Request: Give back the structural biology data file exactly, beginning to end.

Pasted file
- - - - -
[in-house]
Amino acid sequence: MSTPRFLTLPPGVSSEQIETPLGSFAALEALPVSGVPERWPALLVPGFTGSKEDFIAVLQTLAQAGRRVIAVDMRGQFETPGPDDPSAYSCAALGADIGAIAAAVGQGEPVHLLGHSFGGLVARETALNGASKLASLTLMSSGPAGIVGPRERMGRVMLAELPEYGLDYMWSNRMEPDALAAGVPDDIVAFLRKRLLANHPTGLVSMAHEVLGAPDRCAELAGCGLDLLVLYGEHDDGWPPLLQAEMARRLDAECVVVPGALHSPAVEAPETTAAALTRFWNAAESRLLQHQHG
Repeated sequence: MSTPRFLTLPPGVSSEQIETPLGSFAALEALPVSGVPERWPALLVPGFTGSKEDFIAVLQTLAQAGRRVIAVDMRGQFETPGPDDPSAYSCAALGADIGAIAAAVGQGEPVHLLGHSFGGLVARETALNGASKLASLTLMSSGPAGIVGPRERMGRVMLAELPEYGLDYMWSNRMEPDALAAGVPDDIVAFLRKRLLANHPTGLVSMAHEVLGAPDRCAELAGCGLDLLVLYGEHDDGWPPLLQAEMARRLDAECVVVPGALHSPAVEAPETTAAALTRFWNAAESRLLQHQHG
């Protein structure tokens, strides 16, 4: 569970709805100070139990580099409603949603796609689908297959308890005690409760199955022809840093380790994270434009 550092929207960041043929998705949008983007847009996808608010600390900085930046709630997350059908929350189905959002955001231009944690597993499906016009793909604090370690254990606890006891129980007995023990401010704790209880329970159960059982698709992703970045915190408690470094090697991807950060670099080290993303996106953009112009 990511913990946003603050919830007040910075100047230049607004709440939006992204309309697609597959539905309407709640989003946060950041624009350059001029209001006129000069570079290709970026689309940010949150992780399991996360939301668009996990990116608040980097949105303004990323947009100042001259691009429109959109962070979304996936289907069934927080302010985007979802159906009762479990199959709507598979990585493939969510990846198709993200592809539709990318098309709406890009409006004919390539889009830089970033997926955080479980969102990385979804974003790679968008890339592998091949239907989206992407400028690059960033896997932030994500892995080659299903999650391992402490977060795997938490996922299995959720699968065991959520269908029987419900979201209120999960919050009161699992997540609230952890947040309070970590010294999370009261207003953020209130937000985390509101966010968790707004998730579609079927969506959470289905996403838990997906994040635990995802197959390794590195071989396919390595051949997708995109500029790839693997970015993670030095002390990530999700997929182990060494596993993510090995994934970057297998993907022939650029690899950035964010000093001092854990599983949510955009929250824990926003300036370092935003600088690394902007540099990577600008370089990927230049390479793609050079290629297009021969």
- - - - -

[in-house]
Amino acid sequence: MSTPRFLTLPPGVSSEQIETPLGSFAALEALPVSGVPERWPALLVPGFTGSKEDFIAVLQTLAQAGRRVIAVDMRGQFETPGPDDPSAYSCAALGADIGAIAAAVGQGEPVHLLGHSFGGLVARETALNGASKLASLTLMSSGPAGIVGPRERMGRVMLAELPEYGLDYMWSNRMEPDALAAGVPDDIVAFLRKRLLANHPTGLVSMAHEVLGAPDRCAELAGCGLDLLVLYGEHDDGWPPLLQAEMARRLDAECVVVPGALHSPAVEAPETTAAALTRFWNAAESRLLQHQHG
Repeated sequence: MSTPRFLTLPPGVSSEQIETPLGSFAALEALPVSGVPERWPALLVPGFTGSKEDFIAVLQTLAQAGRRVIAVDMRGQFETPGPDDPSAYSCAALGADIGAIAAAVGQGEPVHLLGHSFGGLVARETALNGASKLASLTLMSSGPAGIVGPRERMGRVMLAELPEYGLDYMWSNRMEPDALAAGVPDDIVAFLRKRLLANHPTGLVSMAHEVLGAPDRCAELAGCGLDLLVLYGEHDDGWPPLLQAEMARRLDAECVVVPGALHSPAVEAPETTAAALTRFWNAAESRLLQHQHG
């Protein structure tokens, strides 16, 4: 569970709805100070139990580099409603949603796609689908297959308890005690409760199955022809840093380790994270434009 550092929207960041043929998705949008983007847009996808608010600390900085930046709630997350059908929350189905959002955001231009944690597993499906016009793909604090370690254990606890006891129980007995023990401010704790209880329970159960059982698709992703970045915190408690470094090697991807950060670099080290993303996106953009112009 990511913990946003603050919830007040910075100047230049607004709440939006992204309309697609597959539905309407709640989003946060950041624009350059001029209001006129000069570079290709970026689309940010949150992780399991996360939301668009996990990116608040980097949105303004990323947009100042001259691009429109959109962070979304996936289907069934927080302010985007979802159906009762479990199959709507598979990585493939969510990846198709993200592809539709990318098309709406890009409006004919390539889009830089970033997926955080479980969102990385979804974003790679968008890339592998091949239907989206992407400028690059960033896997932030994500892995080659299903999650391992402490977060795997938490996922299995959720699968065991959520269908029987419900979201209120999960919050009161699992997540609230952890947040309070970590010294999370009261207003953020209130937000985390509101966010968790707004998730579609079927969506959470289905996403838990997906994040635990995802197959390794590195071989396919390595051949997708995109500029790839693997970015993670030095002390990530999700997929182990060494596993993510090995994934970057297998993907022939650029690899950035964010000093001092854990599983949510955009929250824990926003300036370092935003600088690394902007540099990577600008370089990927230049390479793609050079290629297009021969």